At the rearward end of front portion 2 there is a planar platform 10 with at least one bore 11 extending therethrough. The purpose of bore 11 will be apparent hereinafter.
Rearwardly of interior platform 10 there is an opening 12 defined by a pair of sidewalls 13 and 14. The walls 13 and 14 lead to the thick grip portion 15. It will be understood by one skilled in the art that the opening 12 is adapted to receive the action of the rifle and the interior of the opening 12 will be precisely shaped for that purpose. The grip portion 15 leads to the shoulder abutting stock portion 16.
Insert 1 is preferably molded of a strong, reinforced, synthetic material. Any appropriate synthetic material can be used when a hard un-foamed over-mold material is used. When a thermoplastic elastomer over-mold is used, an olefin base thermoplastic material is preferred for the insert because under these circumstances the over-mold material will bond chemically with the insert material. Excellent results have been achieved, for example, with both types of over-mold when the insert is molded of fiberglass reinforced polypropylene. An example of such material is manufactured by DSM Engineering Plastics, Inc. of Evansville, Ind., and sold under the trademark FIBERFIL® and designated J-60/30/E BK223.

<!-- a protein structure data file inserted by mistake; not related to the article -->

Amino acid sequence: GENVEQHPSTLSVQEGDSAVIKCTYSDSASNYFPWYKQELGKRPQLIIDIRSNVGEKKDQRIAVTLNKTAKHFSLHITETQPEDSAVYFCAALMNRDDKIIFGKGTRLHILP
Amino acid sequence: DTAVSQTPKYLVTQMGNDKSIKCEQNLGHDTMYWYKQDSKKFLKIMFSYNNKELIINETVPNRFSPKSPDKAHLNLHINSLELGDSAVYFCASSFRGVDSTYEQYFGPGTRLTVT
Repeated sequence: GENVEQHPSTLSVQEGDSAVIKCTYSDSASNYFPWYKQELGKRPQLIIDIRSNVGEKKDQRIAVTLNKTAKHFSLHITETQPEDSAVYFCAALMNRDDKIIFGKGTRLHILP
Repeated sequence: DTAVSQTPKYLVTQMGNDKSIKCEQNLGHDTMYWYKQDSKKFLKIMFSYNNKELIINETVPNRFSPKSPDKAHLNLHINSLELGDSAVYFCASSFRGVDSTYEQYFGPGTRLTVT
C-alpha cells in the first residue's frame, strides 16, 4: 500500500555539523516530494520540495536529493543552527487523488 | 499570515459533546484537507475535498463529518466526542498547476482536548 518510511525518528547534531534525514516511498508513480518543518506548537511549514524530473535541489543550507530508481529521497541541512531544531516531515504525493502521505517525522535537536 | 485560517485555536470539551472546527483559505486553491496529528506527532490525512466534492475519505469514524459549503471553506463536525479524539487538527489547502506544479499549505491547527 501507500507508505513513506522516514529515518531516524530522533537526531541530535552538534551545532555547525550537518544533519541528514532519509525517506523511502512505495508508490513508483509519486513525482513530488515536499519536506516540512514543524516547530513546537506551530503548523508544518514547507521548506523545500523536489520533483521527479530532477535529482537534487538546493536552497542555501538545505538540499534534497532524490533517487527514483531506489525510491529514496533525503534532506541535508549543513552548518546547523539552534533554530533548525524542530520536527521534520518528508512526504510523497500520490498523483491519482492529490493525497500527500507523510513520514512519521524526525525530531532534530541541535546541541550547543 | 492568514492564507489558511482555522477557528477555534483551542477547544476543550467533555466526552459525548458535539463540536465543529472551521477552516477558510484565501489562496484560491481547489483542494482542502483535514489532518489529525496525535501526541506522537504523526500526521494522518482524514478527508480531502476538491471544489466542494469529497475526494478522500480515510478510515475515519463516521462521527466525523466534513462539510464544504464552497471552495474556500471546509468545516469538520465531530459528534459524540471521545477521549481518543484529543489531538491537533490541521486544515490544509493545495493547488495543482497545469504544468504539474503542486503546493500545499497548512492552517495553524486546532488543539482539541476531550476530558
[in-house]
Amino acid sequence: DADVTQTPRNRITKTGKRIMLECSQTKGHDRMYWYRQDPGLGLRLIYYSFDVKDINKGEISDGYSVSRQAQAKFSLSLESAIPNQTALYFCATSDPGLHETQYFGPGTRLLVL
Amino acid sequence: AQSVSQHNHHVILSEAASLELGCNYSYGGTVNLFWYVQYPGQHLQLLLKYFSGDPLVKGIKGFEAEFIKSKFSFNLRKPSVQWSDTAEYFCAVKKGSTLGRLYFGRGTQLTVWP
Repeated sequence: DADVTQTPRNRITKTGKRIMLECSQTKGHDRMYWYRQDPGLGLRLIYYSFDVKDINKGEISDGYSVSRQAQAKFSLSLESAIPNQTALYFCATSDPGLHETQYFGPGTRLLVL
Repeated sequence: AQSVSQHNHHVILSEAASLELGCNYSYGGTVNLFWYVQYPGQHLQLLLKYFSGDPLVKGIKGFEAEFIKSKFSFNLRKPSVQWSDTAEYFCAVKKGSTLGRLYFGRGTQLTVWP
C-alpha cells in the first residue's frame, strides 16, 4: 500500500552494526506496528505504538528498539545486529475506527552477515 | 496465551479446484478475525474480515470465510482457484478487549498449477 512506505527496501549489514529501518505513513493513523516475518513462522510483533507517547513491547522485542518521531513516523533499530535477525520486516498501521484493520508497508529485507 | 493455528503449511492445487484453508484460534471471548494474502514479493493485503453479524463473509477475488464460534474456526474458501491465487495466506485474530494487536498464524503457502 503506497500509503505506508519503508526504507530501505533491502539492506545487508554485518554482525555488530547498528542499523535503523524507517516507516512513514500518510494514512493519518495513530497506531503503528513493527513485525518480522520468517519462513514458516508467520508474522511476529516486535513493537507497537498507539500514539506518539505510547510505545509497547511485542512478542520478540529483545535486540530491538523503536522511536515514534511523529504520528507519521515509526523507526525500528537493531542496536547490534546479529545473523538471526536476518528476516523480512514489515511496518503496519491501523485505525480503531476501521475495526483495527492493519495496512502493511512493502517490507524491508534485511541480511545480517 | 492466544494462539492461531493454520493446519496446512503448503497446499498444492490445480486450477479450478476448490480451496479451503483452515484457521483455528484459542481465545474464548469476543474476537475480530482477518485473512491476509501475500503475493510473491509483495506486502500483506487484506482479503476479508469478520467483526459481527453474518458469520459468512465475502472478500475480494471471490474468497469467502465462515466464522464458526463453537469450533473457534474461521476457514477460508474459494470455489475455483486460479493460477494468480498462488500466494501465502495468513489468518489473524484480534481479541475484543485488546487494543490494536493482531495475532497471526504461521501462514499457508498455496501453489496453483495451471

The reinforced synthetic material is combined with an endothermic foaming agent. The foaming agent enables the molding of thick, lightweight portions of the insert without visible “sink” areas, gross warping, or the like.